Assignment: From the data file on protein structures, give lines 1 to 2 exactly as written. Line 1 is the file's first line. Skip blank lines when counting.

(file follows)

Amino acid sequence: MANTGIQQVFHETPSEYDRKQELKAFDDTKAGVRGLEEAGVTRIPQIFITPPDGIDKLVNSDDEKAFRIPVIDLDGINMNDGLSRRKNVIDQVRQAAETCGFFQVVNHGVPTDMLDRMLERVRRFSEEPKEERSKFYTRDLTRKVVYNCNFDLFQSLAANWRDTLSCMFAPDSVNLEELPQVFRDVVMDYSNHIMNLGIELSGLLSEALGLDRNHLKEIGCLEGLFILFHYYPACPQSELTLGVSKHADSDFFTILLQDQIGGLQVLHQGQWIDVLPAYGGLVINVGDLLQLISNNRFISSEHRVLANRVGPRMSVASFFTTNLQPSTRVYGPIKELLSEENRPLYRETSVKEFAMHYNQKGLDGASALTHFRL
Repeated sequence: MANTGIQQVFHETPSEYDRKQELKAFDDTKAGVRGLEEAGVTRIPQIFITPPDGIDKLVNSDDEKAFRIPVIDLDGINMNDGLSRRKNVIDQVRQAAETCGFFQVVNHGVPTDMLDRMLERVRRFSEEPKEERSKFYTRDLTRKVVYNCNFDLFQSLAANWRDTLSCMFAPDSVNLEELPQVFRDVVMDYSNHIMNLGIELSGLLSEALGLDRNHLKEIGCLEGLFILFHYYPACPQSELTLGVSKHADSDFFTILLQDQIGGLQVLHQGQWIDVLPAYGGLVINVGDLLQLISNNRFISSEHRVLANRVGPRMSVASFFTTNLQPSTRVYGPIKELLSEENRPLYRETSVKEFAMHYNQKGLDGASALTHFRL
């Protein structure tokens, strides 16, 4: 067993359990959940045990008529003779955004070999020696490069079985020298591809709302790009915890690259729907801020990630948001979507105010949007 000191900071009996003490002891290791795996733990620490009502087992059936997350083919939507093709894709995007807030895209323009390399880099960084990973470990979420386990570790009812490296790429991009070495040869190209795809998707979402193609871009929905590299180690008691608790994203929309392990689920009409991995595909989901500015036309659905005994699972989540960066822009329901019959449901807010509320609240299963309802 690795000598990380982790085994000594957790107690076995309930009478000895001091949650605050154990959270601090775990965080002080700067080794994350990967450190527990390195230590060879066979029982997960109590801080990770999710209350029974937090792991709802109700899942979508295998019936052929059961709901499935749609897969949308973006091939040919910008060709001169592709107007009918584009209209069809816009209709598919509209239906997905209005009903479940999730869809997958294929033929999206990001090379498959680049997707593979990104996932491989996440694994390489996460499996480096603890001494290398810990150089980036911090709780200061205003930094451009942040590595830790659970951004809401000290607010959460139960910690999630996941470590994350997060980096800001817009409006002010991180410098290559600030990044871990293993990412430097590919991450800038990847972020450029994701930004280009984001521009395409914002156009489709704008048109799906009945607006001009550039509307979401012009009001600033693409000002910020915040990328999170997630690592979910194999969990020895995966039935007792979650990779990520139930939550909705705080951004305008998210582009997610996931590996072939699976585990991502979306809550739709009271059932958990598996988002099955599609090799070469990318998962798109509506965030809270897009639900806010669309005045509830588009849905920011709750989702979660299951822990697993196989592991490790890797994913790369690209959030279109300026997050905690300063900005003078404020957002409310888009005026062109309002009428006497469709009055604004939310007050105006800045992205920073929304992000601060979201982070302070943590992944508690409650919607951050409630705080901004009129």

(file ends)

Amino acid sequence: MANTGIQQVFHETPSEYDRKQELKAFDDTKAGVRGLEEAGVTRIPQIFITPPDGIDKLVNSDDEKAFRIPVIDLDGINMNDGLSRRKNVIDQVRQAAETCGFFQVVNHGVPTDMLDRMLERVRRFSEEPKEERSKFYTRDLTRKVVYNCNFDLFQSLAANWRDTLSCMFAPDSVNLEELPQVFRDVVMDYSNHIMNLGIELSGLLSEALGLDRNHLKEIGCLEGLFILFHYYPACPQSELTLGVSKHADSDFFTILLQDQIGGLQVLHQGQWIDVLPAYGGLVINVGDLLQLISNNRFISSEHRVLANRVGPRMSVASFFTTNLQPSTRVYGPIKELLSEENRPLYRETSVKEFAMHYNQKGLDGASALTHFRL
Repeated sequence: MANTGIQQVFHETPSEYDRKQELKAFDDTKAGVRGLEEAGVTRIPQIFITPPDGIDKLVNSDDEKAFRIPVIDLDGINMNDGLSRRKNVIDQVRQAAETCGFFQVVNHGVPTDMLDRMLERVRRFSEEPKEERSKFYTRDLTRKVVYNCNFDLFQSLAANWRDTLSCMFAPDSVNLEELPQVFRDVVMDYSNHIMNLGIELSGLLSEALGLDRNHLKEIGCLEGLFILFHYYPACPQSELTLGVSKHADSDFFTILLQDQIGGLQVLHQGQWIDVLPAYGGLVINVGDLLQLISNNRFISSEHRVLANRVGPRMSVASFFTTNLQPSTRVYGPIKELLSEENRPLYRETSVKEFAMHYNQKGLDGASALTHFRL